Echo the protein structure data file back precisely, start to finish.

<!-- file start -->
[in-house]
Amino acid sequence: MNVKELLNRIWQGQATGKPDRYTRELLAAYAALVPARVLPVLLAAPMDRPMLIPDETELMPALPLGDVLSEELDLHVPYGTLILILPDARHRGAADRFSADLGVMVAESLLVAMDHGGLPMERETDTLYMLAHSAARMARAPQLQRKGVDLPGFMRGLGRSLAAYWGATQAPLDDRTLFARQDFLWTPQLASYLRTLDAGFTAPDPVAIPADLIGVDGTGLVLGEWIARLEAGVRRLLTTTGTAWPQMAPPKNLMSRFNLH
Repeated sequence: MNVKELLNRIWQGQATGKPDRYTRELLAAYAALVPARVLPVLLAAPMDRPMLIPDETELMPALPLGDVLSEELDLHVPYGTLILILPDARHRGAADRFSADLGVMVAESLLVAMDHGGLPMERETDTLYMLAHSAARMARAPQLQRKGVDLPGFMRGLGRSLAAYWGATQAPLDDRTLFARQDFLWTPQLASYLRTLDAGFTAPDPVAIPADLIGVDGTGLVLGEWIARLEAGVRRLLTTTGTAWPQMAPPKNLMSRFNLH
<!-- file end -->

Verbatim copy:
[in-house]
Amino acid sequence: MNVKELLNRIWQGQATGKPDRYTRELLAAYAALVPARVLPVLLAAPMDRPMLIPDETELMPALPLGDVLSEELDLHVPYGTLILILPDARHRGAADRFSADLGVMVAESLLVAMDHGGLPMERETDTLYMLAHSAARMARAPQLQRKGVDLPGFMRGLGRSLAAYWGATQAPLDDRTLFARQDFLWTPQLASYLRTLDAGFTAPDPVAIPADLIGVDGTGLVLGEWIARLEAGVRRLLTTTGTAWPQMAPPKNLMSRFNLH
Repeated sequence: MNVKELLNRIWQGQATGKPDRYTRELLAAYAALVPARVLPVLLAAPMDRPMLIPDETELMPALPLGDVLSEELDLHVPYGTLILILPDARHRGAADRFSADLGVMVAESLLVAMDHGGLPMERETDTLYMLAHSAARMARAPQLQRKGVDLPGFMRGLGRSLAAYWGATQAPLDDRTLFARQDFLWTPQLASYLRTLDAGFTAPDPVAIPADLIGVDGTGLVLGEWIARLEAGVRRLLTTTGTAWPQMAPPKNLMSRFNLH